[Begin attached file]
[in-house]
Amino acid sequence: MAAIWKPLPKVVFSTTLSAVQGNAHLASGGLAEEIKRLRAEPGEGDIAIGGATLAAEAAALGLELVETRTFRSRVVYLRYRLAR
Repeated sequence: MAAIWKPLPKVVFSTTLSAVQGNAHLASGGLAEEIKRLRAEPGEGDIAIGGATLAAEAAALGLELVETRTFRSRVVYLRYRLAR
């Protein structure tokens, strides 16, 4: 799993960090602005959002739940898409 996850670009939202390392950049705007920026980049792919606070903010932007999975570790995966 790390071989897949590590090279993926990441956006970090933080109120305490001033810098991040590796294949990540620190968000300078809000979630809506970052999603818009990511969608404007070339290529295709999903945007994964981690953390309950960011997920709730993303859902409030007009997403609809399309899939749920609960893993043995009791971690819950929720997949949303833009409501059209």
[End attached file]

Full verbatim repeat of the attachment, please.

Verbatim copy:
[in-house]
Amino acid sequence: MAAIWKPLPKVVFSTTLSAVQGNAHLASGGLAEEIKRLRAEPGEGDIAIGGATLAAEAAALGLELVETRTFRSRVVYLRYRLAR
Repeated sequence: MAAIWKPLPKVVFSTTLSAVQGNAHLASGGLAEEIKRLRAEPGEGDIAIGGATLAAEAAALGLELVETRTFRSRVVYLRYRLAR
């Protein structure tokens, strides 16, 4: 799993960090602005959002739940898409 996850670009939202390392950049705007920026980049792919606070903010932007999975570790995966 790390071989897949590590090279993926990441956006970090933080109120305490001033810098991040590796294949990540620190968000300078809000979630809506970052999603818009990511969608404007070339290529295709999903945007994964981690953390309950960011997920709730993303859902409030007009997403609809399309899939749920609960893993043995009791971690819950929720997949949303833009409501059209």